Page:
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AVERAGE TIME-ON-PAGE VS. AVERAGE SESSION-DURATION IN GOOGLE ANALYTICS

Posted by GMI Blogger Posted in Digital Analytics,Digital Analytics & Business Intelligence
June 15th, 2018 at 12:49pm
Average Session Duration Vs Time on Page

As more & more successful companies press into the data-driven digital growth phase, metrics which measure how visitors interact with a website and how many visitors interact with a website are gaining importance as a KPI or measurement of a brand websites success. Tools like Google Analytics, can help measure these attributes. In this blog, we focus on two prominent metrics associated with web analytics – average time-on-page and average session-duration. We will talk about what they mean, how they are measured and the kind of information they can provide about a website’s performance. To begin with, let’s start by defining the terms “time-on-page” and “session-duration”.

TIME ON PAGE

  • The time-on-page for a web page is calculated by the time difference between the point when a person lands on the page and when they move on to the next one. Clicking a link to go to another page in the website is the trigger that causes the time spent on the earlier page to be calculated. If the person exits the website without going to any other page, then the time-on-page is zero.
  • SESSION-DURATION
    A session-duration is defined as the time frame during which there are regular active interactions occurring from a user on a website. The session is timed out when there is no activity from the user for a pre-defined time duration (30 minutes by default). Session-duration takes into account the entire time that a person spends on a website. It is effectively the sum of the time-on-page for the different pages that a person visits on a website during a single session. Again, the time-on-page for the last page, from where the visitor exits, will be zero.

THE AVERAGES

Now that we are clear on the terms “time-on-page” and “session-duration”, we can move on to describe “average time-on-page” and “average session-duration”:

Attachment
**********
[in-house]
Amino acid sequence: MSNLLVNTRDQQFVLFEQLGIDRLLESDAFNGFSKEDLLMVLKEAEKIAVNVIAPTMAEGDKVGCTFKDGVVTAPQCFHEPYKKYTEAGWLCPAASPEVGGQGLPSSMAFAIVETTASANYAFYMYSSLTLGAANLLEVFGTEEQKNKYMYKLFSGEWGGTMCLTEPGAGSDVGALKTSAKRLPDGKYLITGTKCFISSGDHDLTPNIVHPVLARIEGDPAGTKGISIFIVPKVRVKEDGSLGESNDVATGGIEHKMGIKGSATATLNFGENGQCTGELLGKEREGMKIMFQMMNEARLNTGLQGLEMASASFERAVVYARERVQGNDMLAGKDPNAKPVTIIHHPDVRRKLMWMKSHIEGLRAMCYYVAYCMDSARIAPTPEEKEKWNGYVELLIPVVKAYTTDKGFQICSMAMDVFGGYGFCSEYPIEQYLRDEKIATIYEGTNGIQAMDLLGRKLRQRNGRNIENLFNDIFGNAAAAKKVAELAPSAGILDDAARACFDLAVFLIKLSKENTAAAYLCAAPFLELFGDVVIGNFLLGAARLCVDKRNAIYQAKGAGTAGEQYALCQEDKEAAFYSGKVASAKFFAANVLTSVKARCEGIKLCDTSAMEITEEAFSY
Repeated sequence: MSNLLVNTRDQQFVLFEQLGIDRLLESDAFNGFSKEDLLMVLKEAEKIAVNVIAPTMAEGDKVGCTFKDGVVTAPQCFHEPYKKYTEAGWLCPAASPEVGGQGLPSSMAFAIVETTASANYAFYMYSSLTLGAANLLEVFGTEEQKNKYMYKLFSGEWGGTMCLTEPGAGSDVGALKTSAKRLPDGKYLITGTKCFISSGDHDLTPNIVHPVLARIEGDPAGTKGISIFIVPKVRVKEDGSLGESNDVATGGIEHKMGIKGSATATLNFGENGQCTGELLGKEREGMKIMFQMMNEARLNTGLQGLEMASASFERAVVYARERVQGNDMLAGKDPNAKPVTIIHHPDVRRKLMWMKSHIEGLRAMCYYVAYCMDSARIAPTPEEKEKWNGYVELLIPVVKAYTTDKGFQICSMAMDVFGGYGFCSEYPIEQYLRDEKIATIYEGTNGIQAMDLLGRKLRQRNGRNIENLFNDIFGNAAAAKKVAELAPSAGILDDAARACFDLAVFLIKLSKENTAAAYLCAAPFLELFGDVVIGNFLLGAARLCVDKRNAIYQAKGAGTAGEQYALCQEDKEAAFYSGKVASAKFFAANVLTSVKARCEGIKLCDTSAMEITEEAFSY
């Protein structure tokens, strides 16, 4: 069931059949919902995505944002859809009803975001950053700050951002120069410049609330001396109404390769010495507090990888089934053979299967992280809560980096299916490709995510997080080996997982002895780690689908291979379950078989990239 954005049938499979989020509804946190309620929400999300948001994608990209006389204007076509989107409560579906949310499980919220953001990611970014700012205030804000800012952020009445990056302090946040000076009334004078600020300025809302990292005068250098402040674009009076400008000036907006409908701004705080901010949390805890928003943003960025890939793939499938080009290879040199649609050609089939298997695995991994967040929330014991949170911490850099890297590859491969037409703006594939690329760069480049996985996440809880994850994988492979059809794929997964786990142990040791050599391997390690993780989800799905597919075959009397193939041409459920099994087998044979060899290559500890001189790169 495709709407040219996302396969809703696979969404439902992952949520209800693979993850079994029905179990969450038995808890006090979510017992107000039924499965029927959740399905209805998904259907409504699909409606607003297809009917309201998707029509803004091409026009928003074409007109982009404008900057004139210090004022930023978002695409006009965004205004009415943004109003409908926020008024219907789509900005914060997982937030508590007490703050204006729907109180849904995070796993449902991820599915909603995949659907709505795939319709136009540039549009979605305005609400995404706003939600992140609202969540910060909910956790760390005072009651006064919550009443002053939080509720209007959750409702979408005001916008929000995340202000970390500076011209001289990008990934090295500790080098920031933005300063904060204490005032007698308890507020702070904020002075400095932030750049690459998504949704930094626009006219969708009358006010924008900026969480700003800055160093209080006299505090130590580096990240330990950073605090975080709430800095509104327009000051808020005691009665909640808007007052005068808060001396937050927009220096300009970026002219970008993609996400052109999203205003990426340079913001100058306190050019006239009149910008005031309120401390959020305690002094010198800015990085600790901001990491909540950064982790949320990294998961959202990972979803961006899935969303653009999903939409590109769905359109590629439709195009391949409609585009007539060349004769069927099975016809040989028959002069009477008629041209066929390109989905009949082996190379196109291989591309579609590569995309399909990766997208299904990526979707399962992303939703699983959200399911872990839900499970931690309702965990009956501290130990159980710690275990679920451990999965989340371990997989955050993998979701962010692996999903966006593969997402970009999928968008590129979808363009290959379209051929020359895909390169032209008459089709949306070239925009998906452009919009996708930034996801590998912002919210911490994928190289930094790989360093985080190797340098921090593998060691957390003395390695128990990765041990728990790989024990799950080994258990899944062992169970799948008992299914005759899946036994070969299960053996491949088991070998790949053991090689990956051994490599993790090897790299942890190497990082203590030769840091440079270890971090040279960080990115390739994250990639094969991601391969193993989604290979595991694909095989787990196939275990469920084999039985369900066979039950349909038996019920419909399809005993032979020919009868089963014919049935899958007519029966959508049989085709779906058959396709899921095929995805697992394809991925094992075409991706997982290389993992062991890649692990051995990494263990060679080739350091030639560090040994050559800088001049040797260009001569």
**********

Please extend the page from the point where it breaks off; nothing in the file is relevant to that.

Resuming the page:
1. Average time-on-page = Total time-on-page for multiple visitors/(Total number of visitors – Total number of exits)
  2. Average session-duration = Total time-on-site for multiple visitors/Total number of visitors

Let’s have a look at the following examples to understand these metrics. The average session-duration and average time-on-page is taken for the same page during the same time period:

Example for Avg Time on PAge

Example for Google Analytics Session Duration

Wondering why the average session-duration is much less than the average time-on-page?

While the time-on-page can never be greater than the session-duration for a single session, we can often observe the opposite when considering the averages for multiple sessions. This is because we exclude the number of exits when calculating the average time-on-page, whereas all visits are taken into account for calculating the average session-duration.

USE CASES

To better understand these terms, we take three different cases on how a visitor can interact with a website.

  • Case 1

    1. A person lands on Page A
    2. Spends 30 secs there.
    3. Exits the page

    The time-on-page and session duration will both be “0” secs since they did not go to any other page.

Page Viewed Time Activity Time on Page
A 00:00:00 – 00:00:30 No Activity (Exits) 0:00:00
Session Duration = Time on page A = 0:00:00 sec
  • Case 2

    1. A person lands on Page A
    2. Spends 30 secs there
    3. Clicks on a link to go to Page B